How do funding agencies ramp-up their capabilities to support research in a rapidly emerging area? This paper addresses this question through a comparison of research proposals awarded by the US National Science Foundation (NSF) and the National Natural Science Foundation of China (NSFC) in the field of Big Data. Big data is characterized by its size and difficulties in capturing, curating, managing and processing it in reasonable periods of time. Although Big Data has its legacy in longstanding information technology research, the field grew very rapidly over a short period. We find that the extent of interdisciplinarity is a key aspect in how these funding agencies address the rise of Big Data. Our results show that both agencies have been able to marshal funding to support Big Data research in multiple areas, but the NSF relies to a greater extent on multi-program funding from different fields. We discuss how these interdisciplinary approaches reflect the research hot-spots and innovation pathways in these two countries.
FULL-TEXT at http://dx.doi.org/10.1371/journal.pone.0154509
Author(s): Ying Huang, Yi Zhang, Jan Youtie, Alan L. Porter, Xuefeng Wang
Organization(s): Beijing Institute of Technology; Georgia Institute of Technology
Source: PLoS ONE
Interest in cross-disciplinary research knowledge interchange runs high. Review processes at funding agencies, such as the U.S. National Science Foundation, consider plans to disseminate research across disciplinary bounds. Publication in the leading multidisciplinary journals, Nature and Science, may signify the epitome of successful interdisciplinary integration of research knowledge and cross-disciplinary dissemination of findings. But how interdisciplinary are they? The journals are multidisciplinary, but do the individual articles themselves draw upon multiple fields of knowledge and does their influence span disciplines? This research compares articles in three fields (Cell Biology, Physical Chemistry, and Cognitive Science) published in a leading disciplinary journal in each field to those published in Nature and Science. We find comparable degrees of interdisciplinary integration and only modest differences in cross-disciplinary diffusion. That said, though the rate of out-of-field diffusion might be comparable, the sheer reach of Nature and Science, indicated by their potent Journal Impact Factors, means that the diffusion of knowledge therein can far exceed that of leading disciplinary journals in some fields (such as Physical Chemistry and Cognitive Science in our samples).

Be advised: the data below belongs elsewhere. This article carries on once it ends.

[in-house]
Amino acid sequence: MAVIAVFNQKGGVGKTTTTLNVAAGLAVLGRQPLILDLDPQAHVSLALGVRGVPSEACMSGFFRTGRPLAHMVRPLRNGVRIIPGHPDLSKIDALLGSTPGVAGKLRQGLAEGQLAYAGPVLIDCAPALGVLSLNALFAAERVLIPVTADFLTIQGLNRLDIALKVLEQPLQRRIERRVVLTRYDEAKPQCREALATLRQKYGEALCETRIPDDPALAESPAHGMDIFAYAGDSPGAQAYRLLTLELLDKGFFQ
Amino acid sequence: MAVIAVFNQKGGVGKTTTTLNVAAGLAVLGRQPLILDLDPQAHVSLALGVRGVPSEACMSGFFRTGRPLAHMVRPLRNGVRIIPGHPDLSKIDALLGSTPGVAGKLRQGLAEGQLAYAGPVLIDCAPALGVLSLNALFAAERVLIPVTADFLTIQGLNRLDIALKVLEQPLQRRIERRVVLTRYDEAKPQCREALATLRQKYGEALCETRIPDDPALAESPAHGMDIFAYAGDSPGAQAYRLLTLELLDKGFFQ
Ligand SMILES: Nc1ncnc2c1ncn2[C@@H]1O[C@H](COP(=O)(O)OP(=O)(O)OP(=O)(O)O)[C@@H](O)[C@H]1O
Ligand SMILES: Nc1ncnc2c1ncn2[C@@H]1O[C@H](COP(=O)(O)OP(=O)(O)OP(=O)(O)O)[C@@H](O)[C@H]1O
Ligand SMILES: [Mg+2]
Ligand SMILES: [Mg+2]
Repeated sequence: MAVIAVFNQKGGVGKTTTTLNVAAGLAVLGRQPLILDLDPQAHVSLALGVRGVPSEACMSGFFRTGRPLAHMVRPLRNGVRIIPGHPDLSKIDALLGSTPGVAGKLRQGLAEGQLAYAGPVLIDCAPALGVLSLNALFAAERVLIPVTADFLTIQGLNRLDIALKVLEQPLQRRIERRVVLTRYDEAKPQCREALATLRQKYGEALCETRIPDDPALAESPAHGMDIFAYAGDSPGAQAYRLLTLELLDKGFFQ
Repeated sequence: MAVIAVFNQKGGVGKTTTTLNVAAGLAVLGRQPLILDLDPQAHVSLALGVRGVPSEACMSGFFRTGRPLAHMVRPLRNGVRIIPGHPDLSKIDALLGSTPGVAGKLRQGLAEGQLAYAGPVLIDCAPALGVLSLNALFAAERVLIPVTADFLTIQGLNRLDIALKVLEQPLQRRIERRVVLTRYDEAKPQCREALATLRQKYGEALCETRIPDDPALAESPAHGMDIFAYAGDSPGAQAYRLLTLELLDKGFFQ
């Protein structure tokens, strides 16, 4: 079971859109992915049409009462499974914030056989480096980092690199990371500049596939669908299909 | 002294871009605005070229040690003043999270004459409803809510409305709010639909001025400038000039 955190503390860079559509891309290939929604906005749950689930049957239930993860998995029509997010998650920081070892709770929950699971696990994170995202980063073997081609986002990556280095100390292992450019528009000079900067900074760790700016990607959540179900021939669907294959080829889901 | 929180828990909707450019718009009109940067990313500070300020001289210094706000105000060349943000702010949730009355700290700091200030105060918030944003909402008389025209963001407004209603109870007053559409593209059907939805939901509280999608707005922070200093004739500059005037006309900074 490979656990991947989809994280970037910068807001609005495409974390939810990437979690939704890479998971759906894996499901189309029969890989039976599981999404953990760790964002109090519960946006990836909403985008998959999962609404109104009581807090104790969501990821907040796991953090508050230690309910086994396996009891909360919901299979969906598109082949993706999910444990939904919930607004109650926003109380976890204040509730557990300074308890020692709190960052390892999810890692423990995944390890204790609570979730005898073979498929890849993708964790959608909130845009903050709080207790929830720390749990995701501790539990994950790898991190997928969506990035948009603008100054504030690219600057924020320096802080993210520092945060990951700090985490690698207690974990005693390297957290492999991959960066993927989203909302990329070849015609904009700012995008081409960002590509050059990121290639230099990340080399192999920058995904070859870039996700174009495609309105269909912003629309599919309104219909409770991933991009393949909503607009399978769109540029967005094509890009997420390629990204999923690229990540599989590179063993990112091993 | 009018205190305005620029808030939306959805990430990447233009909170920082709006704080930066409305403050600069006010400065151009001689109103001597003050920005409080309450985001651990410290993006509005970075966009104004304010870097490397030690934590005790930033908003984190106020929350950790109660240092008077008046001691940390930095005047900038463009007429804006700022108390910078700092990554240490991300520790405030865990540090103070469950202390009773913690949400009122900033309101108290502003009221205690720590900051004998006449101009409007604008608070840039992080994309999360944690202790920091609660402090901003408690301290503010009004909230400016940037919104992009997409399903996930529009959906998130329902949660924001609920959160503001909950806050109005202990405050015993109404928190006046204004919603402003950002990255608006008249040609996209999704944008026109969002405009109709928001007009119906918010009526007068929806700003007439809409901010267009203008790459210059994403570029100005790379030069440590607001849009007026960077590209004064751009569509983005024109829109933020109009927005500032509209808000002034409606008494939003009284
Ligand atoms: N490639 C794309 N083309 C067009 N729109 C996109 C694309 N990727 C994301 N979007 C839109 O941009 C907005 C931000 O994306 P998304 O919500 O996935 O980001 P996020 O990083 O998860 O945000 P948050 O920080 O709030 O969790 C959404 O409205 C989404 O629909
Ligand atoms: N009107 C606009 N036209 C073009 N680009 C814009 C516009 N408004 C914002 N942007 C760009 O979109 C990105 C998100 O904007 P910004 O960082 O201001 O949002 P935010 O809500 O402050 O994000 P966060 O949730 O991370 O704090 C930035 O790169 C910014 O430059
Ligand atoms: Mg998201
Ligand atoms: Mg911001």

FULL-TEXT at http://dx.doi.org/10.1371/journal.pone.0152637
Author(s): Gregg E. A. Solomon , Stephen Carley, and Alan L. Porter
Organization(s): Harvard University, Georgia Institute of Technology
Interdisciplinarity is increasingly widespread. Many technological frontiers and hotspots are emerging in the intersecting research areas. The existing measurement indexes of interdisciplinarity are mostly based on the co-occurrence of authors, institutions, or references, and most focus on the tendency to interdisciplinarity. This paper introduces a new measurement index entitled topic terms interdisciplinarity (TI) for interdisciplinarity topic mining. Taking Information Science & Library Science (LIS) as a case study, this paper identifies interdisciplinary topics by calculating TI values together with Bet values, term frequency values, and others, and analyzes the evolution of interdisciplinary sciences based on social network analysis and time series analysis. It was found that the intersections of external disciplines and pivots of internal topics for LIS can be identified by the utilization of TI value and Bet values. The research has shown that the TI value can identify interdisciplinary topic terms well, and it will be an efficient indicator for interdisciplinary analysis by being complementary to other methods.
Author(s): Haiyun Xu , Ting Guo, Zenghui Yue, Lijie Ru, Shu Fang
Organization(s): Chengdu Library of Chinese Academy of Sciences, University of Chinese Academy of Sciences, Jining Medical University